Unusual Tourist Sites: Center of North America Rugby, North Dakota Part 1

About the unusual tourist site Rugby, North Dakota, home to the geographic center of North America, history of the town and monument.

Rugby, North Dakota

Center of North America . . . The little town of Rugby lies about 45 mi. from the Canadian border in the north central part of North Dakota. It has a population of less than 3,000 and a typical small-town atmosphere, but there are nevertheless a few distinctive things to set it apart from thousands of other small towns across the country.

Yes, Rugby has achieved some fame that makes its townspeople proud. The U.S. Geological Survey has indicated that Rugby is the geographical center of North America. From Rugby, you would have to travel 1,500 mi. away. The distance to both the Atlantic and Pacific oceans is 1,500 mi., too.

So to commemorate this central location, the people of Rugby have erected a stone cairn with a plaque reading, "Geographical Center of North America, Rugby, N.D."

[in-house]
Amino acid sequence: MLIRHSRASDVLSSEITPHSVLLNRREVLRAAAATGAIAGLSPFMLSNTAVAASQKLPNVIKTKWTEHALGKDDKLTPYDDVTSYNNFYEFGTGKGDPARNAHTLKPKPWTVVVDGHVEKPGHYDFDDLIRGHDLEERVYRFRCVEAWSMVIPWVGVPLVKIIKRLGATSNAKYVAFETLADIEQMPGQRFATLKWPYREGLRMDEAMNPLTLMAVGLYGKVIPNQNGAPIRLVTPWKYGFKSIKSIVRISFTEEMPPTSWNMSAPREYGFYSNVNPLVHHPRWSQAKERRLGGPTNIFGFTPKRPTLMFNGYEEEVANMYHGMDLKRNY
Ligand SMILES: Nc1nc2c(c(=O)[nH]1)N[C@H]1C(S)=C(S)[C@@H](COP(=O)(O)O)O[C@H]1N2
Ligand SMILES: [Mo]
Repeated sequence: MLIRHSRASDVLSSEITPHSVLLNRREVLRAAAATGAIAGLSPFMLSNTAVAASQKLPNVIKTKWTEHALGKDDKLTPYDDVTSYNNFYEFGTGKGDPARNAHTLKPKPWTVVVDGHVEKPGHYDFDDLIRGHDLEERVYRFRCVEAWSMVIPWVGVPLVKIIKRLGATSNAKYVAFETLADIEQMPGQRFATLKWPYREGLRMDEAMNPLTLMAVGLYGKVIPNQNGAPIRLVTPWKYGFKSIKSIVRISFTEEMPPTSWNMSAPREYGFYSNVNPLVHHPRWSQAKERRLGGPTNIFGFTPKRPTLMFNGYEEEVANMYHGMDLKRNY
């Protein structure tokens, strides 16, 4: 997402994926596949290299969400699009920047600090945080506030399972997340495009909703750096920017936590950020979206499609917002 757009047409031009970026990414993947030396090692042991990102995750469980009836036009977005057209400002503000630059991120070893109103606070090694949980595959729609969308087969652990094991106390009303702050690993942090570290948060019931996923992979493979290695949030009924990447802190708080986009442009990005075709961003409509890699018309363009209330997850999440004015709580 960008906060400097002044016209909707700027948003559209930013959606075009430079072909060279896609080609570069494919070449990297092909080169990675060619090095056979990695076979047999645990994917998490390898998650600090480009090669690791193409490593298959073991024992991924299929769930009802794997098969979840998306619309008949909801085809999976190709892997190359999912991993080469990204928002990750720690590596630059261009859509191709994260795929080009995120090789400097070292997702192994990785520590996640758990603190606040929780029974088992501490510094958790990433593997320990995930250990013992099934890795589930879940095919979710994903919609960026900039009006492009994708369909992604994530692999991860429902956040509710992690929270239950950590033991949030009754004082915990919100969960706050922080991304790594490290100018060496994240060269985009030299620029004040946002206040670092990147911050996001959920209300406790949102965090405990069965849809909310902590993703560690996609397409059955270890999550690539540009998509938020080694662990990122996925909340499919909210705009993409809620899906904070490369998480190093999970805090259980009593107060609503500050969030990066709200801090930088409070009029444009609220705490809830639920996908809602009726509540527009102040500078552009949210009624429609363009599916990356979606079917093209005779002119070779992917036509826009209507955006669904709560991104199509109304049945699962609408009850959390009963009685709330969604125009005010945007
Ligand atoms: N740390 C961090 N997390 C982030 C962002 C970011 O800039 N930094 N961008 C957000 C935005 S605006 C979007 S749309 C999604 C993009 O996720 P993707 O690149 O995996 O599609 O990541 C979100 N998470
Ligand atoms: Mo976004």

The monument is actually located about a mile south of the city of Rugby, adjacent to a Texaco gasoline station. It is constructed of rocks and held together with reinforcing rods and cement. Built in pyramid style, its base is 6' square, and it stands 21' high. Volunteers from Rugby assisted Boy Scouts in erecting the landmark. Lights keep the monument in full view after dark.

Rugby is located near U.S. Highway 2, and is surrounded by a vast undeveloped land area. The early explorers erroneously called this area the Great American Desert, and despite its natural beauty, it has not yet attracted enough people to cause a population crisis. In fact, throughout the entire State of North Dakota, the population now numbers almost 100,000 less than it did in 1930. In its Chamber of Commerce brochures and reports, Rugby emphasizes that it is "a city with room for development and expansion in almost every direction . . . " with ". . . complete facilities for new industry and economic growth."

But even if Rugby never attains the status of a big city, there is still something very appealing about a small town that has remained largely unchanged in the 90 years since it was founded. The 1st train arrived here in August, 1885, bringing English immigrants, who immediately named the new town after Rugby, England.

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